United Way expects 5K shortfall

ST MARYS — The United Way of Auglaize County was approximately $50,000 shy of its $350,000 fundraising goal as of Wednesday, but organizers are projecting only a $5,000 to $7,000 shortfall by the time corporate payroll-deduction giving is included, which represents small donations from individuals.

United Way Director Randy Fisher said the challenge of any decrease in giving is that funds are already tight. To meet the needs of all organizations supported by United Way would require $600,000, the kind of money that hasn’t been available since the economically booming 1990s.

In fact, last year was the first year United Way made its annual giving goal since 1998.

When the budget is a little more than half that amount, funds have to be distributed in a way that addresses high-priority needs first, the needs of people in crisis, and work up to big-picture and prevention needs.

One challenge in fundraising is the perception that Auglaize County has very few people in need, Fisher said. In actuality a high number of students are qualifying for free and reduced priced lunches across the county. Students in nice-looking, parochial communities are taking home backpacks of food to help their families make it through the weekend, he said.

Also, he said while the county shows strong employment numbers, it is also under-employed. Many workers are in temporary positions, making less in factories than a non-temp worker standing next to them doing the same job.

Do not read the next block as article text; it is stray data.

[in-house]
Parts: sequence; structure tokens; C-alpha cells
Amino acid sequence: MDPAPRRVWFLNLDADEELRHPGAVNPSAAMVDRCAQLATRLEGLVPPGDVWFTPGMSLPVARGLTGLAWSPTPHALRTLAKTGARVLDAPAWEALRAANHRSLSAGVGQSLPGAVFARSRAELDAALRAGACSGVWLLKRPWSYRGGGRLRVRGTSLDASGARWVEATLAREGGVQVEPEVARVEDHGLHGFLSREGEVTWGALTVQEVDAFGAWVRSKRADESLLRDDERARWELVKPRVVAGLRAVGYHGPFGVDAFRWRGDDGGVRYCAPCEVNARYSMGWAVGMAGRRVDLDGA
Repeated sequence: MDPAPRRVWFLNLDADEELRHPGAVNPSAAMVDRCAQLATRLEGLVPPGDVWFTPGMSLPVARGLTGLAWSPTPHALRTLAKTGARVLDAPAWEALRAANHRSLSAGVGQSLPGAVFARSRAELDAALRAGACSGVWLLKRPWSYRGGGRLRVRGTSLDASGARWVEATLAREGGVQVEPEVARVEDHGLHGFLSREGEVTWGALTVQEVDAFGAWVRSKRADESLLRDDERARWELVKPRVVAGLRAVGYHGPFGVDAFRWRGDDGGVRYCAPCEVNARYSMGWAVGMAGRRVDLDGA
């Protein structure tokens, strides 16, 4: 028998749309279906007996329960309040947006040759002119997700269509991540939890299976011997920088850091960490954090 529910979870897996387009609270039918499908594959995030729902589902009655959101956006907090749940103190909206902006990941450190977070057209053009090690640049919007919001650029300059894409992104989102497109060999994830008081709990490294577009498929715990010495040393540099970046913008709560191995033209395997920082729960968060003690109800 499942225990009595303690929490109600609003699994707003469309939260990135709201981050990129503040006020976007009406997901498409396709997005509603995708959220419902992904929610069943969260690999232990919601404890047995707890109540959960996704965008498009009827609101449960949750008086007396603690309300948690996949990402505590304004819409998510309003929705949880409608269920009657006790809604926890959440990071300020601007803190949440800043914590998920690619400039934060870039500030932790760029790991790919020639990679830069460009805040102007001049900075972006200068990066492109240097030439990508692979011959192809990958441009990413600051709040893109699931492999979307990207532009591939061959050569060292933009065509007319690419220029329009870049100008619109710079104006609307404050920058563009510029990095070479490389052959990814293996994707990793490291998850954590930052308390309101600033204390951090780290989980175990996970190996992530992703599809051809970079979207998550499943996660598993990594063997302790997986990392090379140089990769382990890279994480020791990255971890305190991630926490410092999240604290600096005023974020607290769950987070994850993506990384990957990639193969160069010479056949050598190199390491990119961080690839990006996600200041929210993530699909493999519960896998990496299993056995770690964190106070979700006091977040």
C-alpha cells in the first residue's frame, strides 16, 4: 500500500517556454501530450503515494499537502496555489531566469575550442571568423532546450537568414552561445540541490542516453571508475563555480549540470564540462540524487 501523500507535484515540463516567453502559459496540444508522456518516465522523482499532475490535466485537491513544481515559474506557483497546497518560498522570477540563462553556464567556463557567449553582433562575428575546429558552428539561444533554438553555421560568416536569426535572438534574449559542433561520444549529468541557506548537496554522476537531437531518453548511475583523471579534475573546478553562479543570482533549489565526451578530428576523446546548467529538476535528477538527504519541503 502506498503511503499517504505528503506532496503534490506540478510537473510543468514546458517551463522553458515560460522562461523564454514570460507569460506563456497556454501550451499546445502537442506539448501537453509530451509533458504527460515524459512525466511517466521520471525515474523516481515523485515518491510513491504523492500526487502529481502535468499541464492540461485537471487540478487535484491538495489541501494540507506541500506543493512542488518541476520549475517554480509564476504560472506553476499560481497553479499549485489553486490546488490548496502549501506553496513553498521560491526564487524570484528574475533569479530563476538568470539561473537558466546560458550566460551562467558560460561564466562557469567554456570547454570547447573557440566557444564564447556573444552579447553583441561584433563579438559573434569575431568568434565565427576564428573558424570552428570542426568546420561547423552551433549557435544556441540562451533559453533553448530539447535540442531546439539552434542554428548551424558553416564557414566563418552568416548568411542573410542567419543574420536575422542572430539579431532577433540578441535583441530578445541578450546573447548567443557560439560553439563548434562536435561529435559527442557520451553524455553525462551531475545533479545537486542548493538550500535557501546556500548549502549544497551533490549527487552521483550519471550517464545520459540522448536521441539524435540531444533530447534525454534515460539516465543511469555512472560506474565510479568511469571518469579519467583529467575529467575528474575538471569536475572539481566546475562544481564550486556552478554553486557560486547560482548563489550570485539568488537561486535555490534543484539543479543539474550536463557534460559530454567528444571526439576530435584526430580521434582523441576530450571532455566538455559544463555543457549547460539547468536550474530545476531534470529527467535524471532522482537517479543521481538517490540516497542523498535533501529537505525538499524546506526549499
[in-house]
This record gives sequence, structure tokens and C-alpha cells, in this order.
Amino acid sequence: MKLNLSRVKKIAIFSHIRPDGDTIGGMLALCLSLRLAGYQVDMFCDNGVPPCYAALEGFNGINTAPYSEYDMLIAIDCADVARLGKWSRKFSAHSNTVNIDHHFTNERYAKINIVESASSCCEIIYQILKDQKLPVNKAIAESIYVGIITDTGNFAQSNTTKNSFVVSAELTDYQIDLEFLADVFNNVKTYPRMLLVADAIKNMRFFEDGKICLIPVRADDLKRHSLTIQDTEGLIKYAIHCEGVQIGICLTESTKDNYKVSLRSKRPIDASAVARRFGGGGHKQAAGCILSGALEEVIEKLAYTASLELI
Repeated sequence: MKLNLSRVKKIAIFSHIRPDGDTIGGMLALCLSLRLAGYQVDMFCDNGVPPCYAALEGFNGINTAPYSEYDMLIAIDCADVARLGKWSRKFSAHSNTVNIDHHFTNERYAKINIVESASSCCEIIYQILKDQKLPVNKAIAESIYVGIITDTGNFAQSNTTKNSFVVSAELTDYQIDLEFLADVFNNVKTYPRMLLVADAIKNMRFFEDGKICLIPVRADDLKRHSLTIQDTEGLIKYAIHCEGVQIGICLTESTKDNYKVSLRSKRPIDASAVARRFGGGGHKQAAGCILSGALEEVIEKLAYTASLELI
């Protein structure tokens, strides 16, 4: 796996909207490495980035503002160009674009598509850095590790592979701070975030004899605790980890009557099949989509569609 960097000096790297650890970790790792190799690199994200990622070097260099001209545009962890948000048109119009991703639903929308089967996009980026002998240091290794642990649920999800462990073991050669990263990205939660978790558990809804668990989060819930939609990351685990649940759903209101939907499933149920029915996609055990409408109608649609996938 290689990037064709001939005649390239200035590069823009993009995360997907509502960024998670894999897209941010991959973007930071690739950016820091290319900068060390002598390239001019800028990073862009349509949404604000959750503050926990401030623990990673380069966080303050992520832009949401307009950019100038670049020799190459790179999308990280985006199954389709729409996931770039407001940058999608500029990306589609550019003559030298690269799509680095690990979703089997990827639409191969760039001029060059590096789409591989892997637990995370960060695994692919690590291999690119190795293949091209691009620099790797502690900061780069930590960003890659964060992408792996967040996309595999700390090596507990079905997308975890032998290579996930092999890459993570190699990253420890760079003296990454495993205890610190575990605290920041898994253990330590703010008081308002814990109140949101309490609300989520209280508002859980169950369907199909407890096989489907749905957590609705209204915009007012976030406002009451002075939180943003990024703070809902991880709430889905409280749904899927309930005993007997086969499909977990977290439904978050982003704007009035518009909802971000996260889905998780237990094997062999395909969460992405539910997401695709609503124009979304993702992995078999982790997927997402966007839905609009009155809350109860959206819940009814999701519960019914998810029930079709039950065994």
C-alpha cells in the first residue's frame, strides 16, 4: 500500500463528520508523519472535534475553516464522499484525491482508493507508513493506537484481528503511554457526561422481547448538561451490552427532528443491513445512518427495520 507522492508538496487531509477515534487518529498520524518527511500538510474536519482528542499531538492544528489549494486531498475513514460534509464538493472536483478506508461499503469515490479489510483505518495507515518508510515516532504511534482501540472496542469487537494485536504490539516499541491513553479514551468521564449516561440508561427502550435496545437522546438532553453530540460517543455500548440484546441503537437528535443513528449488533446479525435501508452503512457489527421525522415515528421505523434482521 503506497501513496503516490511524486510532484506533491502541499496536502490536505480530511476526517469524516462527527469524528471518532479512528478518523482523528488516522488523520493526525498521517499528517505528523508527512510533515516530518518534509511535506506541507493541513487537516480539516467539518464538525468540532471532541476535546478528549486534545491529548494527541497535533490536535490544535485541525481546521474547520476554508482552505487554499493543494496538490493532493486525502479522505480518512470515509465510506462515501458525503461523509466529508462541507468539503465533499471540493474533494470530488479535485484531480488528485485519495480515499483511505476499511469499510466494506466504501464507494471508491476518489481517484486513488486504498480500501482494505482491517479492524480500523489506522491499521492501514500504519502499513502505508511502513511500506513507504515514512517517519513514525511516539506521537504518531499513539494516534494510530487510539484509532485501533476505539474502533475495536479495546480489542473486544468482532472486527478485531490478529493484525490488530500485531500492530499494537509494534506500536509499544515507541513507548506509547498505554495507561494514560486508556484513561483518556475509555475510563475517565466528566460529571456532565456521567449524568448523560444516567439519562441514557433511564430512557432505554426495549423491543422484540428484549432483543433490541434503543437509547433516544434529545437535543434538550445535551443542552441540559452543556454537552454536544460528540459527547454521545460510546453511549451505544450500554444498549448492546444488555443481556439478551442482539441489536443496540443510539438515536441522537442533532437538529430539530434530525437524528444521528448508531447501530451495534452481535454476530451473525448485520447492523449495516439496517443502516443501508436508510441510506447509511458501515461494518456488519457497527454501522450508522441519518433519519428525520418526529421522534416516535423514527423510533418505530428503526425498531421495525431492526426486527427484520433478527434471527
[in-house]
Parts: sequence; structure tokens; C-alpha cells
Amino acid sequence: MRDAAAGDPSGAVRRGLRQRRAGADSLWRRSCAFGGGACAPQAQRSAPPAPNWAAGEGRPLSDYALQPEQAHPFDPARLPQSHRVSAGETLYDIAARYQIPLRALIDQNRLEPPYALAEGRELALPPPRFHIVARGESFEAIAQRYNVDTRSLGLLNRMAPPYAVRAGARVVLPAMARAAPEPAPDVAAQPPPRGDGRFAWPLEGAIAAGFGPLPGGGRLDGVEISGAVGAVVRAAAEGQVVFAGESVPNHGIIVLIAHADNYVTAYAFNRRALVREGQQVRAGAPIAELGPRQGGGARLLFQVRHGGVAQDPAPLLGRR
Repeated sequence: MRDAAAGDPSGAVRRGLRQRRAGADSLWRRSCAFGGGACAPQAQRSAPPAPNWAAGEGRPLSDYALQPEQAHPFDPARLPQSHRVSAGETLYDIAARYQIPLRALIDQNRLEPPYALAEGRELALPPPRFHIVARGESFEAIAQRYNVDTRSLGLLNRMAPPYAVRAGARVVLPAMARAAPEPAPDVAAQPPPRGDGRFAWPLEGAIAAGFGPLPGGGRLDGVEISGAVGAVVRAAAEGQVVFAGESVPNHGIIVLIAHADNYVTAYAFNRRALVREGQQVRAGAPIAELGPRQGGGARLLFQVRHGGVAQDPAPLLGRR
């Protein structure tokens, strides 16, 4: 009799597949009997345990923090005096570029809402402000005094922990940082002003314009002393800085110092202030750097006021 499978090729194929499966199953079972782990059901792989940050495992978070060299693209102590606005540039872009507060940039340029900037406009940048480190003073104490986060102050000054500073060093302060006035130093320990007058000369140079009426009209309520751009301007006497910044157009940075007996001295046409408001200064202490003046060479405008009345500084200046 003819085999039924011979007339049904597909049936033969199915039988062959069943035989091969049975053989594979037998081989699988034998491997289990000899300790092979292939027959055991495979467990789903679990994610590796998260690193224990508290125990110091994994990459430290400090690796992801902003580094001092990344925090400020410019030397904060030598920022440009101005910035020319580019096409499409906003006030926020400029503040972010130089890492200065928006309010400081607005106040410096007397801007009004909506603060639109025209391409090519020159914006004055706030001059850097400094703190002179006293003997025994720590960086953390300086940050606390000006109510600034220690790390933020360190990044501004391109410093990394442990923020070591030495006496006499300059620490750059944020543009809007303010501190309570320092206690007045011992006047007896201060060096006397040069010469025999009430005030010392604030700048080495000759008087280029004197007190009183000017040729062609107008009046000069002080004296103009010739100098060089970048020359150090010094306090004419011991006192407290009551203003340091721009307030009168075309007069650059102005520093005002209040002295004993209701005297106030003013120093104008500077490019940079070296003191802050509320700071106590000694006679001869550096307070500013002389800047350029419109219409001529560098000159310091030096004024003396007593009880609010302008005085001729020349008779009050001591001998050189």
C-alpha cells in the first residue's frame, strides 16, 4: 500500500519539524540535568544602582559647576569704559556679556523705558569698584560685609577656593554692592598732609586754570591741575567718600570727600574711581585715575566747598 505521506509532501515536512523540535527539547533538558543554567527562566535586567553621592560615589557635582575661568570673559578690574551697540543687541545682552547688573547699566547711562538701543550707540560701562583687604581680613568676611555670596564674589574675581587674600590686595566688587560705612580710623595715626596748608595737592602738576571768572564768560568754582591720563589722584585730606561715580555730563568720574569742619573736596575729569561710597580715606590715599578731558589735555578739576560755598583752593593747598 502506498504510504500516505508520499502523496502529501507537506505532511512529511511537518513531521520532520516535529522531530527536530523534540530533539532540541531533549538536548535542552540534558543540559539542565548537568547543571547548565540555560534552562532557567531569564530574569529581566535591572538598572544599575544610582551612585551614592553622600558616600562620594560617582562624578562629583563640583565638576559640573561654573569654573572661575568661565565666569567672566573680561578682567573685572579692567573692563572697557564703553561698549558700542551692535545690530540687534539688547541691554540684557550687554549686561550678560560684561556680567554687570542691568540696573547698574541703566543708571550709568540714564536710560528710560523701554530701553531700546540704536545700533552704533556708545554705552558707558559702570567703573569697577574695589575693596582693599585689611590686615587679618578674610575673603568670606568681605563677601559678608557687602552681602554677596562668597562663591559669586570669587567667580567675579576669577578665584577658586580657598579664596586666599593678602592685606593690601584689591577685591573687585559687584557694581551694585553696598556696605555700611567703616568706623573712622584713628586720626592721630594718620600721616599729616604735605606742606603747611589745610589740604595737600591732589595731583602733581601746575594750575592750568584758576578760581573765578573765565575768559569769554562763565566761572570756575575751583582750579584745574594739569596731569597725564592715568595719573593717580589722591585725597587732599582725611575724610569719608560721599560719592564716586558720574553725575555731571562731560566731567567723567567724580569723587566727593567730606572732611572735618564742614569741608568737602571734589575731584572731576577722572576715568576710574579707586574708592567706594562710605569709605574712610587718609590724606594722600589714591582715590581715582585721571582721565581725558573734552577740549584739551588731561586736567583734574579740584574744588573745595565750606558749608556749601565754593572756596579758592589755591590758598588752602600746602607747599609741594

Fisher said people have a perception the United Way is helping people who don’t work, when in actuality, many working people are having trouble with basic needs, like having gas vouchers to get to chemotherapy through the Auglaize County Cancer Association.

Fisher once accepted help from an organization supported by the United Way, when he had a child in the hospital. Six years ago, he and his wife worked, but when their child was born with an under-developed heart, she had to be flown from hospital to hospital. Her parents had to drive to see her.

An organization supported by United Way offered his family gasoline vouchers during this difficult time when Fisher was driving to see her, making him able to spend time with his child before she died.

“Every moment I spent with my daughter was precious,” Fisher said. “That’s partly why I’m so passionate about this. It’s not just the poor. It’s people who play by the rules, and do what they’re supposed to do who are affected.”

The United Way, while sponsoring a food bank, tax preparation, and the Day of Caring, is largely a checkbook organization that financially helps other non-profits.

Fisher estimates the United Way helps 25,000 of the 46,000 in Auglaize County through member organizations. Almost all the money raised is spent locally.